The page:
Campbell adds that what investment there has been in the province’s cities – and that which is likely to occur – is starkly different from the sort that transformed Vancouver and Toronto into residential real estate basket cases.
“We’re simply not seeing any dramatic increases in funds pouring into recreational properties. There’s definitely an uptick in foreign money in the city, but it’s pretty much all for regular residential property.”
Data from overseas sources would seem to confirm this thesis. As of mid-2017 Juwai’s search data showed that interest in Calgary has been flat, and while the number of inquiries for Edmonton was up 50 per cent in the first quarter from the previous year, such interest remains a drop in the bucket compared to Vancouver and Toronto.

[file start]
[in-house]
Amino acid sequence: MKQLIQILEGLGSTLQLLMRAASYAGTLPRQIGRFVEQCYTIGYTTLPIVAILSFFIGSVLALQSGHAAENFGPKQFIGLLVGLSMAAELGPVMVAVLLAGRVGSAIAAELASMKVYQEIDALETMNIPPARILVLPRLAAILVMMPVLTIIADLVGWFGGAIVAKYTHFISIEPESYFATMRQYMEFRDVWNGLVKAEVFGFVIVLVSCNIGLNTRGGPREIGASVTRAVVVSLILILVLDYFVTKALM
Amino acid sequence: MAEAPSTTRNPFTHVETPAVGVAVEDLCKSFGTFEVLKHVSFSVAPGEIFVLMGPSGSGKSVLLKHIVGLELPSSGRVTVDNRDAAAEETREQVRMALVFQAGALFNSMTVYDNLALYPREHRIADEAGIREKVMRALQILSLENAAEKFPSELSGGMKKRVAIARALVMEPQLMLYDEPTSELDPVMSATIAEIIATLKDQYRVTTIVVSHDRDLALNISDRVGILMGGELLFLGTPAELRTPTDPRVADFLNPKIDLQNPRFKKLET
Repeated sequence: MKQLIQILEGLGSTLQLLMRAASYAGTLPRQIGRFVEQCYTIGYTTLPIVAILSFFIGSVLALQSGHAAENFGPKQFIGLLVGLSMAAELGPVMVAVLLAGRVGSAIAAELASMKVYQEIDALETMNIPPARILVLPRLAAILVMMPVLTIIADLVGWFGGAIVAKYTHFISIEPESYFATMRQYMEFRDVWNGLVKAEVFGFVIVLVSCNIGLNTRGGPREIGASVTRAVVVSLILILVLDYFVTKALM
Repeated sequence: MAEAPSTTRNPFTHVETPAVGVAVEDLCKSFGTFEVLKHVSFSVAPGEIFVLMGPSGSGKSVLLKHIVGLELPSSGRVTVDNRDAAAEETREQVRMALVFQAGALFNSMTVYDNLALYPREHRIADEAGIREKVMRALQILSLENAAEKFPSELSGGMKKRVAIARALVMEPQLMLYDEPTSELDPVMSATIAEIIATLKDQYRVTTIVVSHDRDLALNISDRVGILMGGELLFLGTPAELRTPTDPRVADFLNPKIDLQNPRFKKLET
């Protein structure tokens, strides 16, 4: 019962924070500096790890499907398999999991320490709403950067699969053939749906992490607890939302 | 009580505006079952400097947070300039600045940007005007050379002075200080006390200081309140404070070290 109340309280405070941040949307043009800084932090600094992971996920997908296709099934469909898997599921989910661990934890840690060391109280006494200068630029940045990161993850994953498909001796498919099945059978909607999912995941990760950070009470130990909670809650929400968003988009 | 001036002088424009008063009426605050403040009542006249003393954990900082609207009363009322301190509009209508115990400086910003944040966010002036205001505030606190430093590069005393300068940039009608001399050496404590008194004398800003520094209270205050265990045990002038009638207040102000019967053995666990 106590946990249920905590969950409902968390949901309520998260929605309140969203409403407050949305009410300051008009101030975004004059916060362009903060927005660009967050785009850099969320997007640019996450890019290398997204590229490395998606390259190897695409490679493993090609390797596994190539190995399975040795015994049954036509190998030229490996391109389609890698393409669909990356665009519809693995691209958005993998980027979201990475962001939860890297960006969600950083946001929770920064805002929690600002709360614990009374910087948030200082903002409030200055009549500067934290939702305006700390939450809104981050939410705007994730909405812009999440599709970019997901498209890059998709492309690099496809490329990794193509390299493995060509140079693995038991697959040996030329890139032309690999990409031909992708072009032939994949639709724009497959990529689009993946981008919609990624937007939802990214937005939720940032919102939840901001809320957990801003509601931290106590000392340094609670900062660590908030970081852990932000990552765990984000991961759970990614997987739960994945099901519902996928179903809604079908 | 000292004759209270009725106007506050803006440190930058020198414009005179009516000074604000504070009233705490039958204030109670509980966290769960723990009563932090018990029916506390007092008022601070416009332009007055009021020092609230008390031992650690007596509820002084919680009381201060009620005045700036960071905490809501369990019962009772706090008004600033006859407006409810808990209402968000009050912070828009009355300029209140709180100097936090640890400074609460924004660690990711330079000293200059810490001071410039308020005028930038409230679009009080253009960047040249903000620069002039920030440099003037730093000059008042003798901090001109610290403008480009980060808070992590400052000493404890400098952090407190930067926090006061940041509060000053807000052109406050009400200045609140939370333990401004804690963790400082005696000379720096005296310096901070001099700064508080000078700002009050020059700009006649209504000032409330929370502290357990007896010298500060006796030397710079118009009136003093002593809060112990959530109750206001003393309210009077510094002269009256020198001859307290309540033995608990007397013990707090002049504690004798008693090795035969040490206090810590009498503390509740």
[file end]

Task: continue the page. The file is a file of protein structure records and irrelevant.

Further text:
While many in Edmonton and Calgary’s real estate industries would like to see the province and the cities put more muscle into promoting themselves to prospective overseas buyers, few – if any – are hoping for buying frenzies of the sort that have made Vancouver and Toronto prohibitively expensive for the average homeowner.
“I’m of two minds on the situation,” explains Briggs. “From a real estate perspective, of course we want to see more foreign investment. We always want more business here and we certainly want to attract investors from overseas. That said, I don’t think anybody would want to see a repeat of what’s happened in Vancouver here, where house prices shoot through the stratosphere and ordinary people are priced out of the market. I’m a lifelong Edmontonian who cares about this city, and I don’t want to regular people sacrificed in the name of a rising real estate market. On this issue my personal feelings outweigh my business interests.”